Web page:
The people that do this, do this as a regular business. They don’t do it with just one company. In other words it’s not that little company – start-up company in the United States that is approaching a boiler room in Thailand to market it’s securities throughout the you know eastern or western hemisphere. That’s not the way it works. It’s a promoter or a group of promoters.

They begin to market the shares that they own, or they bought from the company, through their boiler room, which they usually finance and set up and they keep the boiler room supplied with a steady stream of securities to sell.

Q- So if I’m buying stock in US companies through a boiler room, how much of that money is actually going to the companies, the US companies?

Usually nothing goes to the company. Usually the company sold its stock to the group that’s marketing it for one flat price.

James Martin:
These are the certificates that have my name forged on them. As you can see from the dates… that’s four months after I resigned.

Some US companies take money from boiler rooms then turn a blind eye to what happens with their stock. James Martin wasn’t prepared to do that and pulled the pin on his own company.

James Martin
They thought I would be greedy enough, want the money, shut up, take it, turn the other cheek and try and keep the other company going. Who cares if a few people in Australia are losing money, or in South Africa are losing money. Anywhere else in the world, you know don’t worry about them and I said I could not, I could not build a company knowing that it was off of false gains.

Boiler rooms work, in part, because of a loophole in US law. Shares are sold to Australians under “Regulation S” and can’t be resold in the US for one year.

Irving Einhorn
It buys more time for the promoter to support the price of the stock, to keep the price at that level, to sell more of his shares into the marketplace you know, and to allow the people that he wants to get out – you know if he’s sold it – some people that he wants to be good to, let them get out before he lets you get out.

Anthony Elgindy is also familiar with the tricks employed by boiler rooms. He’s been to gaol for insurance fraud and turned prosecution witness in a stock scam. He knows from experience it’s easy to manipulate the price of small stocks. If kept artificially high in the US, shares can be sold offshore, supposedly at a discount rate.

Anthony Elgindy
People will see a quoted price in an issue and think that that’s the price when in reality it’s nothing but a mirage – a propped up price if you will, that is worthless, you know kind of like a Trojan horse or a paper tiger.

Prices on the Over The Counter Bulletin Board and the Pink sheets are just quotes by American traders who are sometimes in on the scam.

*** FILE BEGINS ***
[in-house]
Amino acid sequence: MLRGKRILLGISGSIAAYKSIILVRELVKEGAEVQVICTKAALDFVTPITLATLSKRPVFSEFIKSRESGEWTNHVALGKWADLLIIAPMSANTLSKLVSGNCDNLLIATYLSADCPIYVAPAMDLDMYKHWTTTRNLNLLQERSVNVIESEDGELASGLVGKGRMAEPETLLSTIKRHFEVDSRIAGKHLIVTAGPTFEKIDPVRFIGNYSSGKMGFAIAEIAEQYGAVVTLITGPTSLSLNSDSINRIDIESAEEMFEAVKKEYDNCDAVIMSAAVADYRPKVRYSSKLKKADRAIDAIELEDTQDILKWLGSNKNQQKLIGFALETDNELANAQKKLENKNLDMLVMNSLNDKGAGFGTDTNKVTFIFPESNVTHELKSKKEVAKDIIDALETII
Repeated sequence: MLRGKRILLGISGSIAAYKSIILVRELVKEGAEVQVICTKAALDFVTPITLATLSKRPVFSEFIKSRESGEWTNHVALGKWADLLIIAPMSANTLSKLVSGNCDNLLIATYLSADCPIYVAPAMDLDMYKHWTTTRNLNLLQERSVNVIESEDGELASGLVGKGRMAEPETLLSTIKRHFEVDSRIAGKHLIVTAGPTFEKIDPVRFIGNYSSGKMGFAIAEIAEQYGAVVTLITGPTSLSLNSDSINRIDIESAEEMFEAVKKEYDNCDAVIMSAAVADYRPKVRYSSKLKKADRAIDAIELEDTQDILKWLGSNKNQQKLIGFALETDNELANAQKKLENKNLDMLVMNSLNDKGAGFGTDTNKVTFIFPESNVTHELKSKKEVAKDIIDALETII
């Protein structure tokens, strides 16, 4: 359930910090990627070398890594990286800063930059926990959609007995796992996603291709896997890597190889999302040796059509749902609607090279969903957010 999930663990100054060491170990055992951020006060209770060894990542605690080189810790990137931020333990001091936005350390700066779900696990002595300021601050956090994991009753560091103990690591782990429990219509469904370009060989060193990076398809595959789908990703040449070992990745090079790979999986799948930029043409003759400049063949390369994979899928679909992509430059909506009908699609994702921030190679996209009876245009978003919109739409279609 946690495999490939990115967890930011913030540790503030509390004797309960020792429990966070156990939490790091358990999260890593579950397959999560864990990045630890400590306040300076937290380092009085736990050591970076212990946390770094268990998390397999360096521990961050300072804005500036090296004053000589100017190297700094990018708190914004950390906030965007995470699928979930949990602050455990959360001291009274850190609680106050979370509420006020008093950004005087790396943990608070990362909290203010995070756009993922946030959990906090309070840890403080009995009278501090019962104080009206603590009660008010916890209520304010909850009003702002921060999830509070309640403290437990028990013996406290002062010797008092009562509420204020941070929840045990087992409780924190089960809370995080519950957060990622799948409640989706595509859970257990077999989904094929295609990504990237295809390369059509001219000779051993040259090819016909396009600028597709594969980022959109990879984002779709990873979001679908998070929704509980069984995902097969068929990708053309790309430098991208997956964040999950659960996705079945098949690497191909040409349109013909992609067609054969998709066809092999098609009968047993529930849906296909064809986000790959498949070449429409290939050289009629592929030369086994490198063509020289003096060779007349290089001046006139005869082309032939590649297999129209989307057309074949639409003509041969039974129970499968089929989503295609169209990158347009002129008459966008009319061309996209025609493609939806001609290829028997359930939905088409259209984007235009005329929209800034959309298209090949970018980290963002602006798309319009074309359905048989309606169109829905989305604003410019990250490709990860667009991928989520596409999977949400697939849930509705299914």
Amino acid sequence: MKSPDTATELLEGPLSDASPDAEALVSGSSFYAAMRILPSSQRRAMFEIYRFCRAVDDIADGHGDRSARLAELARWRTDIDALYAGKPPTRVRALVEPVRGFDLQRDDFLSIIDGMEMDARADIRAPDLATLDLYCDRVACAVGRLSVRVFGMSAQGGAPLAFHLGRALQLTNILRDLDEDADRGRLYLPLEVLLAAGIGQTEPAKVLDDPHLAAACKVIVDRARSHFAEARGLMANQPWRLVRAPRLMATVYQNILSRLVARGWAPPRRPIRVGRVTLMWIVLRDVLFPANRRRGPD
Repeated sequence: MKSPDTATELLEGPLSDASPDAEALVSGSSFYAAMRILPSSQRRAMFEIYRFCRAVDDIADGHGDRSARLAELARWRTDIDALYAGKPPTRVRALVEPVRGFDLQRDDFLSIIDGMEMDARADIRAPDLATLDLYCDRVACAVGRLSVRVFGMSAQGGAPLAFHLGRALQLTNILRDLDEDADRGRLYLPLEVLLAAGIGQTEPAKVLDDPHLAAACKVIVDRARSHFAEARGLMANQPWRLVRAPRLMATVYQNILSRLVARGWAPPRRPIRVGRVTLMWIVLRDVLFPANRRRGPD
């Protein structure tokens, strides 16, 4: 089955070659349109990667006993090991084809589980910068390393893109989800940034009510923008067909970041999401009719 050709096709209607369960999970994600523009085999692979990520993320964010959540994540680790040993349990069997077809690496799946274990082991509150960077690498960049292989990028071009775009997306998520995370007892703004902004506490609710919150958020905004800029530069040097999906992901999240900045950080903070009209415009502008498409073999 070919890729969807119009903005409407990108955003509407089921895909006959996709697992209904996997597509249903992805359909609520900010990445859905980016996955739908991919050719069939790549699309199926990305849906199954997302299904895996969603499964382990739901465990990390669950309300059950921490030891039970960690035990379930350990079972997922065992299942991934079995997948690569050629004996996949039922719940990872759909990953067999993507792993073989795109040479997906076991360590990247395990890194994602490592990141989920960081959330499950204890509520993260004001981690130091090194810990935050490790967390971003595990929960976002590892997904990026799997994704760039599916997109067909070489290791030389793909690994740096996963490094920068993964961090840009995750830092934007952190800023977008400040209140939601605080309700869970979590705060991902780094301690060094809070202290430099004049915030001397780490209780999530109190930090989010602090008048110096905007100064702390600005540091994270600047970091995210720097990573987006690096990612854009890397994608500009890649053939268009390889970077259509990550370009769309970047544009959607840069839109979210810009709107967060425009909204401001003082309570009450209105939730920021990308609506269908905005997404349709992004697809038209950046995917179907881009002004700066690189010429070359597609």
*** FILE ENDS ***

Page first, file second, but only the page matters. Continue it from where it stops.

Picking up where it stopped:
When the one-year wait is over for investors carrying “Regulation S” shares, they might not find any traders to buy.

The people that make these quotations are only obliged to stand by them for very small amounts of shares for a couple hundred shares. So if somebody came in with a large order to sell 10,000 shares of stock – that’s stock that was selling at $8 – might be down to $3 in 5 minutes time.

We haven’t found a single investor who bought shares from Brinton, for example, who’s been able to sell them.

We went to visit the US companies in which Australians supposedly have shares to ask them what’s going on.

As a private company, Gary Player Golf is not yet trading publicly. Our Australian investor has been promised it will list, so he can finally trade his shares.

We’d called the Gary Player Group asking that somebody explain the relationship between any Gary Player companies and the illegal brokers, the Brinton Group.Nobody from Gary Player returned our calls. So we decided to make a face to face request for an interview.

At Gary Player Golf HQ:

His name is Stephen McDonell from the ABC.

Regarding what?

Regarding… we’d like to speak to her about the company: about the fact that Australian investors have put millions of dollars into the company and we’d like to ask some questions about it.

He wants to know why Australian investors have put millions into the company and they want to know what’s going on.

Can I speak to her?

He wants to talk to you.

We were told to come back in forty minutes and somebody would speak to us.

When we returned we met Ed Tracy – former right hand man for casino king Donald Trump.

Gary Player Golf, formerly known as Gary Player Golf dot com, is the arm of the Gary Player empire that manufactures and markets Gary Player hard goods, meaning, clubs, drivers, putters, so on and so forth.

Q- And so if you you order a club… what, on the telephone or over the net, this is where you get it from?

That’s correct. A part of our focus is on direct sales. Part of it comes through the Internet.

Q- And… what are the roles of Gary Player and Mark Player, the people, in this company here?

OK… Ah Gary Player is the largest um shareholder of the company. Ah Mark Player is the chairman of the board of this company and I function as the CEO.

And, according to Mr Tracy, Gary Player Golf owes its business to investment from shares sold by the Brinton Group.

Ed Tracy
All the business that you see here, starting from zero and growing it into ah over a $3 million a year revenue based business is because of that investment, you know.